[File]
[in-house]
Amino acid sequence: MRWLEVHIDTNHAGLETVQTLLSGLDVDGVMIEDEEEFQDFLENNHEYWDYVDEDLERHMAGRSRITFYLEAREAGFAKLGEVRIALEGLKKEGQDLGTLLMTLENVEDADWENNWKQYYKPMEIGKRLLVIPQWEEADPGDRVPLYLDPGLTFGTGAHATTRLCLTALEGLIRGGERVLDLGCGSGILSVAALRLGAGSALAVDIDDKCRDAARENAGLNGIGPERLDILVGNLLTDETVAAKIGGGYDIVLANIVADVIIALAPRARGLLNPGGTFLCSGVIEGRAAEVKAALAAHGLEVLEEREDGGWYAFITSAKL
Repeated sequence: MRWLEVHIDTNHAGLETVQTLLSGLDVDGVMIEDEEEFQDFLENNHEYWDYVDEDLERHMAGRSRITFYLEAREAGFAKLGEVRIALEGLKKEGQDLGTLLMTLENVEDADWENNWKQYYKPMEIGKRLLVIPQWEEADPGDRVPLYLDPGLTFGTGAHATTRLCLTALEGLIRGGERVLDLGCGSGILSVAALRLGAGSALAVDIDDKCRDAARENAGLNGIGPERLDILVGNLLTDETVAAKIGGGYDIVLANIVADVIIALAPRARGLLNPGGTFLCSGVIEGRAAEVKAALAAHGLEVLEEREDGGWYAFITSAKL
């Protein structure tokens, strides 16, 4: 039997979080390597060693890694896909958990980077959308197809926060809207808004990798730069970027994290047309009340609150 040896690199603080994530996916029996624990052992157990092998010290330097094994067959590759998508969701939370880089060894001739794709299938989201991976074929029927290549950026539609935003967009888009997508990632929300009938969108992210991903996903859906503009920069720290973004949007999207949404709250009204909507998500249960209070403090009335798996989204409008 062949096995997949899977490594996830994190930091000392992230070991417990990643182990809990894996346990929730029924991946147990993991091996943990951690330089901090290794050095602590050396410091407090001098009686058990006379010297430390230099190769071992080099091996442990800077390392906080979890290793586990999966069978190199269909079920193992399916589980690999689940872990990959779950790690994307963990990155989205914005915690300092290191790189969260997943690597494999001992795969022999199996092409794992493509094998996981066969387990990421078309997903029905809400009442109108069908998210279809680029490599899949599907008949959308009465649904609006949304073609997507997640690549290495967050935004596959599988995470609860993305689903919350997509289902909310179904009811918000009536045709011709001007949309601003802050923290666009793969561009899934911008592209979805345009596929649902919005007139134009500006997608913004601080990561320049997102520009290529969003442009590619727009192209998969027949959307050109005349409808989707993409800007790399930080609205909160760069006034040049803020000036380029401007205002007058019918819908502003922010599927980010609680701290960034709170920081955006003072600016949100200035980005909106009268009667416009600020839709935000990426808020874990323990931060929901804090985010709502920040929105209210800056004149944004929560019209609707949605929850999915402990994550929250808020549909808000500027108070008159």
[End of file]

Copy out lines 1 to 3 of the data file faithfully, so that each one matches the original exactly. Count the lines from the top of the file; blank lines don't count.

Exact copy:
[in-house]
Amino acid sequence: MRWLEVHIDTNHAGLETVQTLLSGLDVDGVMIEDEEEFQDFLENNHEYWDYVDEDLERHMAGRSRITFYLEAREAGFAKLGEVRIALEGLKKEGQDLGTLLMTLENVEDADWENNWKQYYKPMEIGKRLLVIPQWEEADPGDRVPLYLDPGLTFGTGAHATTRLCLTALEGLIRGGERVLDLGCGSGILSVAALRLGAGSALAVDIDDKCRDAARENAGLNGIGPERLDILVGNLLTDETVAAKIGGGYDIVLANIVADVIIALAPRARGLLNPGGTFLCSGVIEGRAAEVKAALAAHGLEVLEEREDGGWYAFITSAKL
Repeated sequence: MRWLEVHIDTNHAGLETVQTLLSGLDVDGVMIEDEEEFQDFLENNHEYWDYVDEDLERHMAGRSRITFYLEAREAGFAKLGEVRIALEGLKKEGQDLGTLLMTLENVEDADWENNWKQYYKPMEIGKRLLVIPQWEEADPGDRVPLYLDPGLTFGTGAHATTRLCLTALEGLIRGGERVLDLGCGSGILSVAALRLGAGSALAVDIDDKCRDAARENAGLNGIGPERLDILVGNLLTDETVAAKIGGGYDIVLANIVADVIIALAPRARGLLNPGGTFLCSGVIEGRAAEVKAALAAHGLEVLEEREDGGWYAFITSAKL